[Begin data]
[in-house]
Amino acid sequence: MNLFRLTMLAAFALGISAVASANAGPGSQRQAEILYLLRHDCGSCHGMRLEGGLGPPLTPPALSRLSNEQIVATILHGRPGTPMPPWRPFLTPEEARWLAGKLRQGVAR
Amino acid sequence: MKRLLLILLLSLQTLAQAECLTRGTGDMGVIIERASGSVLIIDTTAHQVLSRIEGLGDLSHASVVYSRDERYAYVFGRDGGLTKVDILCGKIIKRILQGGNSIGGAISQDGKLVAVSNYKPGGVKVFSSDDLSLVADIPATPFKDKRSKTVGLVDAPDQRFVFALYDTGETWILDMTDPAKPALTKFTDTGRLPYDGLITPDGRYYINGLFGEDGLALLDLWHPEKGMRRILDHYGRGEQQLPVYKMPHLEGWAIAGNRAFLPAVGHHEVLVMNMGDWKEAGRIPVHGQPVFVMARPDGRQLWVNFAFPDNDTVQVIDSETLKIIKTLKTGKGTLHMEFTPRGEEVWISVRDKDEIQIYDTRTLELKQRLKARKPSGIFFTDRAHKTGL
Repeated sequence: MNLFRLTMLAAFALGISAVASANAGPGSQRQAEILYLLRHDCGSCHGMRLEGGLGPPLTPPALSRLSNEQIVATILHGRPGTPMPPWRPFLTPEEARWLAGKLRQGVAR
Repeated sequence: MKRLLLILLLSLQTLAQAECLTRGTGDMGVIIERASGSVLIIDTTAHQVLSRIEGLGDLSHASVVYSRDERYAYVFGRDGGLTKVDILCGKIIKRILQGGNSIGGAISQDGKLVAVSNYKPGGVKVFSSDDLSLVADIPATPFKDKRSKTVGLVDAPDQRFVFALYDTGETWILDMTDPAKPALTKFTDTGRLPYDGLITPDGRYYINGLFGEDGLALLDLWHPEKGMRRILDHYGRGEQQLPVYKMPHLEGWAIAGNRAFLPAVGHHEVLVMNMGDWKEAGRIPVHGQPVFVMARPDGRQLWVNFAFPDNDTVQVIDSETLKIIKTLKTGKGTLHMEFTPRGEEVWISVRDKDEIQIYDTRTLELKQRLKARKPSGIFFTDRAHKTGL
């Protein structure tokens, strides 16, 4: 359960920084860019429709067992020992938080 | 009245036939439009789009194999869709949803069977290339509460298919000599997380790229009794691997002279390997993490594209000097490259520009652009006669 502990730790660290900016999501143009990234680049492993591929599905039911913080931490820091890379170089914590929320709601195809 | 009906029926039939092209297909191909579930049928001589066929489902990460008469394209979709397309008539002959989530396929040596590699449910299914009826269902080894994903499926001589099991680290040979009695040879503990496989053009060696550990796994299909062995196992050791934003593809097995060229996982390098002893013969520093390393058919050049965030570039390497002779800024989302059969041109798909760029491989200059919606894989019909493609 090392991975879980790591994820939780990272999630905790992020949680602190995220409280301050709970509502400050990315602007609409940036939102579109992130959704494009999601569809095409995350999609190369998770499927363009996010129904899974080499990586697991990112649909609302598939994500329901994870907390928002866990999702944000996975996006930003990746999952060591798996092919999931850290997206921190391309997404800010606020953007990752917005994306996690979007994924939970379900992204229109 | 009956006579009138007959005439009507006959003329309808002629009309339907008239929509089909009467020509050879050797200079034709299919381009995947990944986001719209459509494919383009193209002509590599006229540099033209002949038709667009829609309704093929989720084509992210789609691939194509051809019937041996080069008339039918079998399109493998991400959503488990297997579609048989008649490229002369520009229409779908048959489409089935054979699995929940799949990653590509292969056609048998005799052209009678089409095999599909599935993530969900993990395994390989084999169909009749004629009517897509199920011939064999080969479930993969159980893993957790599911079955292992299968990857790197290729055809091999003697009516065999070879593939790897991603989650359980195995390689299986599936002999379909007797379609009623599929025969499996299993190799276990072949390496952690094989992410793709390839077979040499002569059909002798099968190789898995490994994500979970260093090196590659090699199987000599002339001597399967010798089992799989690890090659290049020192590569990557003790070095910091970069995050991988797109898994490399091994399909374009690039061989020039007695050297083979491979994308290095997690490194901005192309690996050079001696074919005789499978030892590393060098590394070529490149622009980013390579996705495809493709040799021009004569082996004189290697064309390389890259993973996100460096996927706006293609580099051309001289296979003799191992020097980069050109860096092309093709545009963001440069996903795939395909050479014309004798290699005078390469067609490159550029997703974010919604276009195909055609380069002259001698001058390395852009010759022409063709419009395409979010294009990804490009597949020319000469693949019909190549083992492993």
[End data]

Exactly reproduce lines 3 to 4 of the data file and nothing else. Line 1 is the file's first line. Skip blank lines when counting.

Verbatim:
Amino acid sequence: MKRLLLILLLSLQTLAQAECLTRGTGDMGVIIERASGSVLIIDTTAHQVLSRIEGLGDLSHASVVYSRDERYAYVFGRDGGLTKVDILCGKIIKRILQGGNSIGGAISQDGKLVAVSNYKPGGVKVFSSDDLSLVADIPATPFKDKRSKTVGLVDAPDQRFVFALYDTGETWILDMTDPAKPALTKFTDTGRLPYDGLITPDGRYYINGLFGEDGLALLDLWHPEKGMRRILDHYGRGEQQLPVYKMPHLEGWAIAGNRAFLPAVGHHEVLVMNMGDWKEAGRIPVHGQPVFVMARPDGRQLWVNFAFPDNDTVQVIDSETLKIIKTLKTGKGTLHMEFTPRGEEVWISVRDKDEIQIYDTRTLELKQRLKARKPSGIFFTDRAHKTGL
Repeated sequence: MNLFRLTMLAAFALGISAVASANAGPGSQRQAEILYLLRHDCGSCHGMRLEGGLGPPLTPPALSRLSNEQIVATILHGRPGTPMPPWRPFLTPEEARWLAGKLRQGVAR